Bicycle ownership around the world is declining amid rising wealth levels and increased use of motorised vehicles in developing countries, a study has found. Four out of ten households on the planet own a bike, according to a paper based on surveys from 150 countries between 1989 and 2012. But the growing popularity and affordability of motorised transport, such as cars and scooters, “have disfavoured bicycle use”, the researchers say.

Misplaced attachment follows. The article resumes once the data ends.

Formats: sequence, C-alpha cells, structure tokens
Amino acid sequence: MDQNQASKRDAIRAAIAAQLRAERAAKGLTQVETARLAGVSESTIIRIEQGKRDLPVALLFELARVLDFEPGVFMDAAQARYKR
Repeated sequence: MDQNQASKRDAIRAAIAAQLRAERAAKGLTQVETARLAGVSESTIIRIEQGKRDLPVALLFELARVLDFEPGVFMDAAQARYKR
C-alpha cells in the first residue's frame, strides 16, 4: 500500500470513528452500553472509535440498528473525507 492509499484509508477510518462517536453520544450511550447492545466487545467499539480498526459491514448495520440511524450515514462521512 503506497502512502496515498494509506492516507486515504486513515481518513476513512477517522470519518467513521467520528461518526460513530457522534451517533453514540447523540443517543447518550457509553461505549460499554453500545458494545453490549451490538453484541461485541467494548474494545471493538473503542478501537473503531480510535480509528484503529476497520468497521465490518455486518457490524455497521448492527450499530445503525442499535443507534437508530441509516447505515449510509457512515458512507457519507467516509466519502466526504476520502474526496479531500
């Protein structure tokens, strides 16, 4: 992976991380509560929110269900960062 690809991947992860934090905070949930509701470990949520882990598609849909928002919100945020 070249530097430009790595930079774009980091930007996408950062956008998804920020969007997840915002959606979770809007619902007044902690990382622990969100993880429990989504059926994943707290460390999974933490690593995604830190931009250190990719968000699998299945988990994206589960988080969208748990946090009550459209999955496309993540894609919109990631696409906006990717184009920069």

The paper, published in the Journal of Transport & Health last December, found that bicycle ownership is most common in developed countries such as Denmark and the Netherlands, where around four-fifths of households have at least one bike. But in West, Central and North African countries, bicycles are more uncommon, with less than a fifth of households owning one, the study says. While motor vehicles are often well documented, this study is the first to gather global data on bicycle ownership, the researchers say. Understanding bike numbers could help governments in developing countries devise bicycle-friendly policies that promote better health, less congested cities, safer roads and cleaner air, they add.